When our neighbour walked towards our door and told us, “It’s not good”, we immediately knew what he meant. His wife’s health deteriorated very quickly since she had been diagnosed with cancer. We heard she had to be admitted to hospital the day before, after she suddenly fell unconscious. After the doctors had revived her, she decided to sign a Do-Not-Resuscitate order, which means her next episode will also be her last.

He went on to explain what medical implications would result from being resuscitated for a second time, and why the wife made the choice she made, without ever disclosing his opinion, and with such remarkable details. I expected to find anger in his voice, but I found none. That’s when he added, “She means the world to me”, and when I froze.

It wasn’t what he said, but the way he said it. It was a last plea, as if he was asking me for mercy; as if I could do something to save his wife’s life. I felt like I had to defend myself from the absurd allegation of not wanting to do anything to help. I would have wished nothing more in that moment, but I could nothing. His pain petrified me.

I could have reached some kind of contact with him; if not with a hug, I could have maybe offered to hold his hand. I could have repeated back to him what he was telling me, make him feel heard. I could have validated his emotions and allow him to feel they way he was feeling. Failing all that, I could have said, “I’m sorry”, but I couldn’t even manage that much. I let Laura, my wife, do the talking instead.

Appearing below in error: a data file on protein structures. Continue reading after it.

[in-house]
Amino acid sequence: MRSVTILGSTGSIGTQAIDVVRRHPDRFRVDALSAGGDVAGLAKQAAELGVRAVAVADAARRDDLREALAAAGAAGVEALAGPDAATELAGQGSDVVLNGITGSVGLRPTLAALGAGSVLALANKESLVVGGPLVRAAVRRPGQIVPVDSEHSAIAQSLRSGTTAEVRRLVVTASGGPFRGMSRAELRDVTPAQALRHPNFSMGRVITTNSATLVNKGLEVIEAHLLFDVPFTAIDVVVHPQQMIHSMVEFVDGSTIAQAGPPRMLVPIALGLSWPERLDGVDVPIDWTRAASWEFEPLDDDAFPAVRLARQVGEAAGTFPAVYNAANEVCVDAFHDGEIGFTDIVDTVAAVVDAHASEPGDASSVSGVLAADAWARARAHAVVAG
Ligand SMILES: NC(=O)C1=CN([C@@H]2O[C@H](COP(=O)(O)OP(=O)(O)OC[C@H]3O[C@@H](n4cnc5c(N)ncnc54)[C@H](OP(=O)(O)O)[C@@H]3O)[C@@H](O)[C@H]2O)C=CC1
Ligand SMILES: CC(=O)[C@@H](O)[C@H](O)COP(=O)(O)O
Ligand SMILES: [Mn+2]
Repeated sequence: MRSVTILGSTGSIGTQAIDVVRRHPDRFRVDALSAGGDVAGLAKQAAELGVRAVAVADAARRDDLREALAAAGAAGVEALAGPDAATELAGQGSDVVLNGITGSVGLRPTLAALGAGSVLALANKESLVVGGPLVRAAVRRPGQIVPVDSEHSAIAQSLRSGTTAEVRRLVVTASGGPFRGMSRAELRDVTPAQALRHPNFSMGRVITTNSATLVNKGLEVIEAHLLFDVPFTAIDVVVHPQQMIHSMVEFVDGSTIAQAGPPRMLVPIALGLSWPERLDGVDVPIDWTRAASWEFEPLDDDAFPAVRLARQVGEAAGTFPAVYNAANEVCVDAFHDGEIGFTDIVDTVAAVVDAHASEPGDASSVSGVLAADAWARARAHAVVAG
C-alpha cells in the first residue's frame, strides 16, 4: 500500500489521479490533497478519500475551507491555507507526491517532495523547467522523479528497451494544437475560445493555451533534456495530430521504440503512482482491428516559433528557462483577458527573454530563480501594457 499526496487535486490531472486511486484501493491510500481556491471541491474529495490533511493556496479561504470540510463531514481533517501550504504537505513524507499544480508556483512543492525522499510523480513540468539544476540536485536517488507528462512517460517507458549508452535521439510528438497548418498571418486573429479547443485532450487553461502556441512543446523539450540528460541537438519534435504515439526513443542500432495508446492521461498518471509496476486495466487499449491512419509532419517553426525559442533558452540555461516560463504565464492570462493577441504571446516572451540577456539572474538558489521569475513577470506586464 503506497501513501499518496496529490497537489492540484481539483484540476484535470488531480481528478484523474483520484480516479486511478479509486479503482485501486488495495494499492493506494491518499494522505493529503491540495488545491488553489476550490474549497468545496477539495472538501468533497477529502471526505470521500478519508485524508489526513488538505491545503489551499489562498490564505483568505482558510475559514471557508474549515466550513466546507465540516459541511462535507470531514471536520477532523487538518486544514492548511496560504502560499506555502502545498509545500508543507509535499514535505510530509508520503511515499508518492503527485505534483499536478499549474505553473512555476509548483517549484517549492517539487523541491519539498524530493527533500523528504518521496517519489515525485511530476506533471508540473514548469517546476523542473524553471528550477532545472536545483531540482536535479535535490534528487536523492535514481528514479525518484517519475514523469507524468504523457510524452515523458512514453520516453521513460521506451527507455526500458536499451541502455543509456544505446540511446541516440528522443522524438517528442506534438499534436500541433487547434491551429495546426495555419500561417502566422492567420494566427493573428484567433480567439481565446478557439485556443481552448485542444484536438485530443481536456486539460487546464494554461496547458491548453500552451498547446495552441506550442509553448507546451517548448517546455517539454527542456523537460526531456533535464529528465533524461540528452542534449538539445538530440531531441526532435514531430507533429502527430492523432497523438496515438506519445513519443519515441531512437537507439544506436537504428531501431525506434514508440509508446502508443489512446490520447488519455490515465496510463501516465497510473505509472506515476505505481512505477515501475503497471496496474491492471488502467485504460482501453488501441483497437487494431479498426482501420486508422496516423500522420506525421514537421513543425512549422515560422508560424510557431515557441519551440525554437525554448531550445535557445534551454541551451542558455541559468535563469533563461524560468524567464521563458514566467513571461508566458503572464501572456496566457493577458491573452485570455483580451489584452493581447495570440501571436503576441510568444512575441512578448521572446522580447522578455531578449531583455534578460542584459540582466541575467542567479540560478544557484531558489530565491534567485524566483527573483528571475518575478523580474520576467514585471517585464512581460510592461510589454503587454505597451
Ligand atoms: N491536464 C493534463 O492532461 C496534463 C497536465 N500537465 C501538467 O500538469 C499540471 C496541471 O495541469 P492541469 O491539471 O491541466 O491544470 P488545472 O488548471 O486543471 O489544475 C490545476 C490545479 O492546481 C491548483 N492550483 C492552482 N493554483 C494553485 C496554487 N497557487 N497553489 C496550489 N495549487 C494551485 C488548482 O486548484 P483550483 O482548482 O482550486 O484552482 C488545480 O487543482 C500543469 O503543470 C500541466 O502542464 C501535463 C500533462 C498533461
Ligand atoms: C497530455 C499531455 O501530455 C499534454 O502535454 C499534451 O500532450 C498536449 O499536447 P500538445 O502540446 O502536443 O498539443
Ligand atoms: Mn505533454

To think that, not even an hour before our encounter, a group of 15 people forming our Fostering Panel had just approved our application as foster parents, unanimously. Now I worry they all made a terrible mistake with me. Maybe it was too much to ask a panel of people, who had just met me, to determine if I was fit to be a foster parent, when all they could judge was my determination to become one.

Children in care often come with big emotions. How often have we read how their emotions are their only way for them to protect themselves from the outside world? And how much good can I do if I emotionally shut down every time I’m confronted with someone else’s pain?

Big emotions have always left me stumped. I really thought that all the articles and books I read had prepared me well. I thought I had learned not to fear them anymore, but for this time at least, I clearly did.

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One Comment

  1. Mama Bear 9th October 2016 Reply

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